Can’t Pay or Won’t Pay?
When you go into a restaurant and order food, you are essentially entering into a contract. The restaurant agrees to supply you with food. You, on the other hand, agree to pay your bill. Furthermore, a restaurant is by law required to provide good and safe food as advertised and / or shown on their advertisements, flyers, menu and other media.
The customer, by ordering the food, is confirming that the prices are acceptable and that he has the means to pay for the meal.
Reasons for Non Payment
A diner can fail to pay his bill for several reasons. Some of these reasons may be valid by law while the others can result in being charged for theft.
Most restaurants grant some leeway to the diner and busy establishments will probably opt not to call the police as this would generate unnecessary attention and publicity.
Diner Cannot Pay
The first reason may be an indeliberate one. One example is when the diner lost his wallet or that his credit cards were suddenly denied. Most establishments observe a protocol when it comes to this. If you are a regular, known customer then you will probably be requested to forward payment at a future date without being asked for any guaranty beyond furnishing your personal details. If you are unknown, from out of town or both, you may be asked to leave something of value. This would serve as a surety for the establishment. Others may simply get your personal details such as your driver’s licence number and other important personal data and ask you to sign some sort of promissory note.
In surveys made, restaurants as a rule do not make their diners wash dishes, contrary to what the movies would have you believe.
Supply of Goods and Services Act of 1982
In some cases a diner who is not satisfied with the meal may refuse to pay for various reasons. This is the rather delicate part as the Supply of Goods and Services Act of 1982 indicates that this is a contract involving two parties, the diner and the restaurant.
If the diner feels that the restaurant did not comply with their end of the contract then the diner can maintain that they are released from their side of the contract. This can quickly degenerate into finger pointing which may be useless if the matter for contention is premised on subjective impressions. After all, it is hard to quantify what delicious and distasteful is for all people so it becomes an unproductive discussion with no clear conclusion.
If the diner feels that the food was defective then it is important to keep that food in question and present to the authorities as soon as possible. If the restaurant feels the food in question was not defective then they must likewise ensure they have food samples from the client’s food in order to back up their claims.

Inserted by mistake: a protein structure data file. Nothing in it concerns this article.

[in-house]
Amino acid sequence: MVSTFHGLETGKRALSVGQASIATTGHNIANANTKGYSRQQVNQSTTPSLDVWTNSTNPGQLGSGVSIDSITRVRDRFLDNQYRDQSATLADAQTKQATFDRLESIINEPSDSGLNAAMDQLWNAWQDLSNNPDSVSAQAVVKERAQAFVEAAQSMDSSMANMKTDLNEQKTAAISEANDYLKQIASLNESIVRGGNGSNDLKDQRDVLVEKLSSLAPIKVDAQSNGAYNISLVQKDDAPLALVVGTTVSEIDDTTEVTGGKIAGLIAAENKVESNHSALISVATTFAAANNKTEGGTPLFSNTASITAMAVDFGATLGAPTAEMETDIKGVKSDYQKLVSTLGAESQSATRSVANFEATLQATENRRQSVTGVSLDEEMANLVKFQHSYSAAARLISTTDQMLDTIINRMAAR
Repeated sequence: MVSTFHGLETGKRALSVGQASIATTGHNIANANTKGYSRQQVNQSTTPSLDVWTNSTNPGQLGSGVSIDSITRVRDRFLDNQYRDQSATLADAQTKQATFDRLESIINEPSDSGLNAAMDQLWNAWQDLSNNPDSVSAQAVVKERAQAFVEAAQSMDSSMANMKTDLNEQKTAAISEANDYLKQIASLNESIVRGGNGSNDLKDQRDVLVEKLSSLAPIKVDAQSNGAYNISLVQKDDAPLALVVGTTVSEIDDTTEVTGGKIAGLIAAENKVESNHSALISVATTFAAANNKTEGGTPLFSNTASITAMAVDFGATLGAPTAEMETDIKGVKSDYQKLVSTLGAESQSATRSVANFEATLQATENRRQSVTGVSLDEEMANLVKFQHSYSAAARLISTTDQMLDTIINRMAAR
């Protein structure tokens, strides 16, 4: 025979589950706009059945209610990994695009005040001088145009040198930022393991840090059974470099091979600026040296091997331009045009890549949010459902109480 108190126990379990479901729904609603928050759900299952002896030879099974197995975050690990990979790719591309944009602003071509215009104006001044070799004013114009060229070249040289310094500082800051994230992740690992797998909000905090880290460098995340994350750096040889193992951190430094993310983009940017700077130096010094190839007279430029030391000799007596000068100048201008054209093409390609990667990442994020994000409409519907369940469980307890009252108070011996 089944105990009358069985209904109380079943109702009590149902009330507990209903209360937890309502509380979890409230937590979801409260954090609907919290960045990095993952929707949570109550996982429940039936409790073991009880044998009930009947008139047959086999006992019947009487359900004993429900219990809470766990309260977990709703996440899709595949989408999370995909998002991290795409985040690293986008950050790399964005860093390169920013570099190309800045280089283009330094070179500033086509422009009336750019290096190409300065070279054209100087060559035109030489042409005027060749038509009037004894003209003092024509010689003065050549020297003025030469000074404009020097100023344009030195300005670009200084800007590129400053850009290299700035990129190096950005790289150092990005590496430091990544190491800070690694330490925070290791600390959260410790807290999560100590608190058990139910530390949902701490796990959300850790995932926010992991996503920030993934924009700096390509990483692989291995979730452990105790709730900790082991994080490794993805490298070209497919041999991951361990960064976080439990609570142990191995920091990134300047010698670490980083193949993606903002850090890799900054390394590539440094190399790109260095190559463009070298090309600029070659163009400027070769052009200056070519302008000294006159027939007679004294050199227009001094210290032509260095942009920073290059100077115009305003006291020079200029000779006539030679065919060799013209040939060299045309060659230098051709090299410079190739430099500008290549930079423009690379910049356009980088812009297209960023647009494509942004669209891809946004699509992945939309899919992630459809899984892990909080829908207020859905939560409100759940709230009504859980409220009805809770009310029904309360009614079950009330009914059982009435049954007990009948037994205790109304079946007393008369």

Normally it shouldn’t boil down to a matter of taste. After all, food is either spoiled or not spoiled and this can be determined easily. What can be a little open ended would be claims about taste, size and other subjective matters that may vary with perception and personal taste. It is these areas that may be subject to the most frequent misunderstandings.
Legally, the diner can make a case and so can the restaurant. The diner can certainly make a case based on the food quality, ingredients, taste, etc. This however is unlikely to result in a prolonged legal battle as it is certain that one or both parties would prefer a quicker settlement. So in this respect, it is likely to be settled without having to enter the court room.
Is it a theft not to pay?
If you don’t run away and you stay and make a case about why you should not pay then it is not theft. The premise here is that the diner had no intention to deceive and was merely calling attention to their perception that the restaurant had indeed failed to live up to their conditions.
However, the question of whether they will be allowed not to pay the full amount is dependent on the facts of the case.
If the food was indeed spoiled and below standard then they will not have to pay and may even be entitled to compensation in the event that they suffer some ailment from the food. If it is a more subjective reason like the food not being delicious then they may be compelled to pay part or the full amount depending on the circumstances.
There are lessons to be learned here for both the diner and the restaurant.
Diners should remember their rights under the law. At the same time, they must be able to discern what comprises a failure to comply with the contract versus a plain misunderstanding regarding the quality and presentation of the food. Their rights are like a doubled edged sword that can wound them as well if wielded in an inappropriate and unfair manner.
Restaurant owners, on the other hand, have to remember that the diners do have rights and they are expected to provide as promised on all their promotional materials and menus. The diner has every right to question what may be perceived as false advertising which can render the contract between diner and restaurant invalid.
The bottom line is that, the law exists to protect two parties—the consumer and the restaurant. It was created partly to ensure that restaurant patrons get the food they expected based on the representations of the restaurant. It also serves to ensure that the restaurant owners get the payment they expect for the food and services rendered as promised.
In closing, all consumers and business owners should familiarize themselves with the Supply of Goods and Services Act of 1982. That way they can be confident about their rights, their obligations and can ensure that the product or service that is consumed or availed of is true to the contract between consumer and seller.